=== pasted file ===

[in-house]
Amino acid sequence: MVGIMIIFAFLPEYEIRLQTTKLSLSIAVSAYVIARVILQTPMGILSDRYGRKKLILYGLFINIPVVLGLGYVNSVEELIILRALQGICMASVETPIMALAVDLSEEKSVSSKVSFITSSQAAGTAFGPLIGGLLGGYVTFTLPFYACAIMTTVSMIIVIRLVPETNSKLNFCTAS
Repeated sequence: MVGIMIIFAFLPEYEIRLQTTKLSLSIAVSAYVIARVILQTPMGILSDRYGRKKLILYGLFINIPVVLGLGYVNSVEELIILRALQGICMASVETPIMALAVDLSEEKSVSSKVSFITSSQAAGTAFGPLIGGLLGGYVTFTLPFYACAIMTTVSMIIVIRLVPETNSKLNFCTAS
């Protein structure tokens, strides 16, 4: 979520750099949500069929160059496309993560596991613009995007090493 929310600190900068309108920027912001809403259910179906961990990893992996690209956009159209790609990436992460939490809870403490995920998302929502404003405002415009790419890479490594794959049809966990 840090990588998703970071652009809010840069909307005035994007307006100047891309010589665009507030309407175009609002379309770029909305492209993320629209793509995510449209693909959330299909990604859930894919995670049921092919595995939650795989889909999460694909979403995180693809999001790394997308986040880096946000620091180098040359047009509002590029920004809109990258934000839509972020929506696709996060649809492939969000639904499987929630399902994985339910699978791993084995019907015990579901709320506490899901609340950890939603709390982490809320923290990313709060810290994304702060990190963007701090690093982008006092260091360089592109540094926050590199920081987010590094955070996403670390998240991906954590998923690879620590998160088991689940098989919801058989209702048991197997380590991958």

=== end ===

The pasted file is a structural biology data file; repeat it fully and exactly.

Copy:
[in-house]
Amino acid sequence: MVGIMIIFAFLPEYEIRLQTTKLSLSIAVSAYVIARVILQTPMGILSDRYGRKKLILYGLFINIPVVLGLGYVNSVEELIILRALQGICMASVETPIMALAVDLSEEKSVSSKVSFITSSQAAGTAFGPLIGGLLGGYVTFTLPFYACAIMTTVSMIIVIRLVPETNSKLNFCTAS
Repeated sequence: MVGIMIIFAFLPEYEIRLQTTKLSLSIAVSAYVIARVILQTPMGILSDRYGRKKLILYGLFINIPVVLGLGYVNSVEELIILRALQGICMASVETPIMALAVDLSEEKSVSSKVSFITSSQAAGTAFGPLIGGLLGGYVTFTLPFYACAIMTTVSMIIVIRLVPETNSKLNFCTAS
């Protein structure tokens, strides 16, 4: 979520750099949500069929160059496309993560596991613009995007090493 929310600190900068309108920027912001809403259910179906961990990893992996690209956009159209790609990436992460939490809870403490995920998302929502404003405002415009790419890479490594794959049809966990 840090990588998703970071652009809010840069909307005035994007307006100047891309010589665009507030309407175009609002379309770029909305492209993320629209793509995510449209693909959330299909990604859930894919995670049921092919595995939650795989889909999460694909979403995180693809999001790394997308986040880096946000620091180098040359047009509002590029920004809109990258934000839509972020929506696709996060649809492939969000639904499987929630399902994985339910699978791993084995019907015990579901709320506490899901609340950890939603709390982490809320923290990313709060810290994304702060990190963007701090690093982008006092260091360089592109540094926050590199920081987010590094955070996403670390998240991906954590998923690879620590998160088991689940098989919801058989209702048991197997380590991958």